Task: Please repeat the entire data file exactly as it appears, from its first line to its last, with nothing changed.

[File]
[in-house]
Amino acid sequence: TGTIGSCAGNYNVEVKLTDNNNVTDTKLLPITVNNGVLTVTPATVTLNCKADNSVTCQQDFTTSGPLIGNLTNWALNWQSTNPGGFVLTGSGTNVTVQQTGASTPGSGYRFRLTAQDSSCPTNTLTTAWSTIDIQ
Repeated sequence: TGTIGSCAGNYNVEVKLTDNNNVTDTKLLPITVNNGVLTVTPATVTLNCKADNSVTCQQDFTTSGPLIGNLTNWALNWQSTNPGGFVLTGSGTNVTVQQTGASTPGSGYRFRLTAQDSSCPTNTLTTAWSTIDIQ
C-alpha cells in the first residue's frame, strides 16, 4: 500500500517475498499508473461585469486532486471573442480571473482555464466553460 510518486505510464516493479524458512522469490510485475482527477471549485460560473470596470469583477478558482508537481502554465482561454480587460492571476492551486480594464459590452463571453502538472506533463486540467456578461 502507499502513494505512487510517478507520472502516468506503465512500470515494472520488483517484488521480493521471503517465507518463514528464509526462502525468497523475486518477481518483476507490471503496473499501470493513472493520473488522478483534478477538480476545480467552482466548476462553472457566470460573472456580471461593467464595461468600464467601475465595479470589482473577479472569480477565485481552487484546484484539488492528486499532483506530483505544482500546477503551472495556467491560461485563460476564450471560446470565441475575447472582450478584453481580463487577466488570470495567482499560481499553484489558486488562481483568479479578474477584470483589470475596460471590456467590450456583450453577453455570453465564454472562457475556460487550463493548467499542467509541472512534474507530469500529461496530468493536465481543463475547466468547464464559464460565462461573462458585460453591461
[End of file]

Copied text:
[in-house]
Amino acid sequence: TGTIGSCAGNYNVEVKLTDNNNVTDTKLLPITVNNGVLTVTPATVTLNCKADNSVTCQQDFTTSGPLIGNLTNWALNWQSTNPGGFVLTGSGTNVTVQQTGASTPGSGYRFRLTAQDSSCPTNTLTTAWSTIDIQ
Repeated sequence: TGTIGSCAGNYNVEVKLTDNNNVTDTKLLPITVNNGVLTVTPATVTLNCKADNSVTCQQDFTTSGPLIGNLTNWALNWQSTNPGGFVLTGSGTNVTVQQTGASTPGSGYRFRLTAQDSSCPTNTLTTAWSTIDIQ
C-alpha cells in the first residue's frame, strides 16, 4: 500500500517475498499508473461585469486532486471573442480571473482555464466553460 510518486505510464516493479524458512522469490510485475482527477471549485460560473470596470469583477478558482508537481502554465482561454480587460492571476492551486480594464459590452463571453502538472506533463486540467456578461 502507499502513494505512487510517478507520472502516468506503465512500470515494472520488483517484488521480493521471503517465507518463514528464509526462502525468497523475486518477481518483476507490471503496473499501470493513472493520473488522478483534478477538480476545480467552482466548476462553472457566470460573472456580471461593467464595461468600464467601475465595479470589482473577479472569480477565485481552487484546484484539488492528486499532483506530483505544482500546477503551472495556467491560461485563460476564450471560446470565441475575447472582450478584453481580463487577466488570470495567482499560481499553484489558486488562481483568479479578474477584470483589470475596460471590456467590450456583450453577453455570453465564454472562457475556460487550463493548467499542467509541472512534474507530469500529461496530468493536465481543463475547466468547464464559464460565462461573462458585460453591461